Rated R for violence/cruelty, some nudity and brief sexuality
Cast: Chiwetel Ejiofor, Michael Fassbender, Benedict Cumberbatch, Paul Dano, Paul Giamatti, Sarah Paulson, Lupita Nyong’o, Alfre Woodward, and Brad Pitt
Written By: John Ridley (Based on the novel Twelve Years a Slave by Solomon Northup)
Directed By: Steve McQueen
Solomon Northup was a free black man working as a musician in Saratoga, New York who was abducted and sold into slavery in the antebellum South. Towards the end of 12 Years a Slave, Brad Pitt’s character tells Northup (Chiwetel Ejiofor), “You’re story – it is amazing and in no good way.” The same can be said for 12 Years a Slave – it is an amazing movie and in no good way. This is a superb piece of filmmaking but also incredibly difficult and harrowing to watch. Featuring one of the most realistic portrayals of American slavery ever put on film, 12 Years a Slave isn’t just a necessary viewing experience, it’s also one of the best films of the year.
Quentin Tarantino managed to turn this subject matter into a crowd-pleaser with last year’s Django Unchained by depicting a revenge fantasy in which a slave got even with his masters. Aside from a few instances of the educated Northup outwitting his captors, do not expect anything in the way of satisfactory retribution. As good as Django Unchained was, the much more serious, complex and unflinching approach that this film takes, makes 12 Years a Slave one of the most definitive films about slavery ever made. Whatever the polar opposite of escapist entertainment would be – this is it – and one might even call it the feel-bad movie of the year. However, it’s practically a moral obligation to see this factual account of one of the most horrific chapters in American history.
The abuses which the slaves endure include beatings, hangings and rape, but these depictions are more disturbing and upsetting than they are graphically violent. Even worse than the physical abuse might be the dehumanizing of these men and women who were bought, sold, and herded along like cattle. Families would be split up with as little regard as if one were separating puppies from a litter. To console a sobbing mother whose children have just been taken from her, her master tells her “There, there. You’re children will be forgotten in no time.”
The acting is fantastic across the board, led by a powerful performance from Ejiofor as Northup. Northup is an intelligent family man who must hide his ability to read & write, and his identity as a free man in order to survive. But as he tells a fellow slave, “I don’t want to survive, I want to live.” This is a film that creates an intensely suspenseful sequence out of a man trying to carve a pen and write a letter. The fact that an edge-of-your-seat moment could come from such a mundane detail, and not a car chase or shoot-out, speaks to this film’s masterful storytelling. Ejiofor deserves a Best Actor nomination for his portrayal of Northup, both in his ability to convey emotion and the even more difficult task of hiding it.
A chockfull of Oscar nominees/winners show up in supporting roles, with each getting a chance to shine in their respective scenes. Paul Giamatti plays an evil slave trader who describes his “product” by weight as if he were selling slabs of meat at a butchery. Paul Dano is outstanding as a malicious, yet cowardly slave overseer. The closest a master comes to getting their comeuppance involves a scene between Dano’s character and Northup, and it’s one of the few moments where you’ll breathe a sigh of relief. Benedict Cumberbatch has an interesting role as a slave owner who doesn’t seem like all that bad of a guy… aside from the fact that he owns slaves. He even takes a somewhat protective stance over Northup’s well-being. The nature of this character goes to show that not all of the masters reveled in the mistreatment of their servants, but for some this is just how the world works – white men own black men. But in a way, Cumberbatch’s acceptance of this lifestyle makes him no better than any of the more spiteful slave owners.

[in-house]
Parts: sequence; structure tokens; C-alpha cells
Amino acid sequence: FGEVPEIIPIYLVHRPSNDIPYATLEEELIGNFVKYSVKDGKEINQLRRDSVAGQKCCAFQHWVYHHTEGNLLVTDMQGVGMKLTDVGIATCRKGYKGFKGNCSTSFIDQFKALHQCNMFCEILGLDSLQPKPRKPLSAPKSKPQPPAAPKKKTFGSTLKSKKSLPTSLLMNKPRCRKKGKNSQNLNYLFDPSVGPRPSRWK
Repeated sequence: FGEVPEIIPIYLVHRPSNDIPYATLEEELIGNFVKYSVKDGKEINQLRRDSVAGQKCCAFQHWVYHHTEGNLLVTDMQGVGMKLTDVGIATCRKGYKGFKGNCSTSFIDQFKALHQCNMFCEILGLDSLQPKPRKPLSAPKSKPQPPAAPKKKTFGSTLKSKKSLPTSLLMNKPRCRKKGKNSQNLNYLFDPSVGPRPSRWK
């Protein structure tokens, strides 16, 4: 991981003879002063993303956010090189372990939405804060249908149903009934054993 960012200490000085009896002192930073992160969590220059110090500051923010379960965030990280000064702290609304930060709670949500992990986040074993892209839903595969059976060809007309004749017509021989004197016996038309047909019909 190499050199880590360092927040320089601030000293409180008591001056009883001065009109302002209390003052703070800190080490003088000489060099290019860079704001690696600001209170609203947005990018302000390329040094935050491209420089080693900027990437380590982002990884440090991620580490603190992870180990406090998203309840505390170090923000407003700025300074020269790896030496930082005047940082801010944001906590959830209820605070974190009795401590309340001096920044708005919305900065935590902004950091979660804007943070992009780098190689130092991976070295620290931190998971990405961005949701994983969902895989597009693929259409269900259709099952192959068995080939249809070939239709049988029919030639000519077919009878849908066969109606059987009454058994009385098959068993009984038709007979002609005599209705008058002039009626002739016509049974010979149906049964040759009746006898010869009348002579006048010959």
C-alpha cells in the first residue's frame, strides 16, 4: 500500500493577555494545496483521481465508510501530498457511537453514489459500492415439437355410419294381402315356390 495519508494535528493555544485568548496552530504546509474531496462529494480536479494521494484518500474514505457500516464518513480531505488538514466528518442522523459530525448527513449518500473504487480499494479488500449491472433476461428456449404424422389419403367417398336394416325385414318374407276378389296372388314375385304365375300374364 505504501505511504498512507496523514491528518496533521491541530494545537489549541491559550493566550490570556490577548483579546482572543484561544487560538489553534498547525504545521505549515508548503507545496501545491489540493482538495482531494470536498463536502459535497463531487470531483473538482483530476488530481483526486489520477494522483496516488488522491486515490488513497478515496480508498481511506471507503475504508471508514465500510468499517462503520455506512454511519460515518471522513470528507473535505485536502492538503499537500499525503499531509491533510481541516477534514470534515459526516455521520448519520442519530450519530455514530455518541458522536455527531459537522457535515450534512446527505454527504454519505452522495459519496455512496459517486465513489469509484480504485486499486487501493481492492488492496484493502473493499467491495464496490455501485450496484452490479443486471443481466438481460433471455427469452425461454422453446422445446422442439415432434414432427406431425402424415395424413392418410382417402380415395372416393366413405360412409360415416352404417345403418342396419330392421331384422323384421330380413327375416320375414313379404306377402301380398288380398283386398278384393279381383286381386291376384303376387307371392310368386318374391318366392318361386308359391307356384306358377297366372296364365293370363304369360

The most malevolent character in the film by far is slave master Edwin Epps as played by Michael Fassbender. Fassbender’s depiction of pure evil should secure him a Best Supporting Actor nomination. Epps is a religious man who has deluded himself into thinking that what he’s doing is righteous, as owning slaves is god’s will. He reads a passage from the bible describing a man’s right to own property, to which he tells the slaves, “Property, that means you.” Epps is a man who whips his slaves for what he considers to be “sins” (such as not picking enough cotton), and truly believes that he is a good man doing god’s work. Fassbender brilliantly displays a mix of sociopathy and a warped mindset, making him one of the most repulsive screen characters in quite some time.
It’s a bit disconcerting when Brad Pitt appears towards the end of the film, in an extended cameo as a kindhearted Canadian carpenter. It’s a pivotal role, but when the biggest movie star in the world shows up in a film of such an uncompromisingly dark reality, it’s somewhat distracting. Pitt serves as a producer on the film and funnily enough plays one of the only virtuous white characters in the movie, in addition to being something of a hero. Pitt and Fassbender share a standout scene where they argue about what the law says versus what’s morally correct. Essentially, just because it was one’s legal right to own slaves, doesn’t make it right.
With exquisite acting and directing, 12 Years a Slave is first-rate on so many levels in addition to telling a fascinating, yet appalling story. Year in and year out, so many movies come and go without leaving any sort of impact, even if they do manage to entertain. On both a human and psychological level, here’s an unforgettable film that gives you a lot to think about. 12 Years a Slave isn’t an easy film to watch, but it’s an important film to see.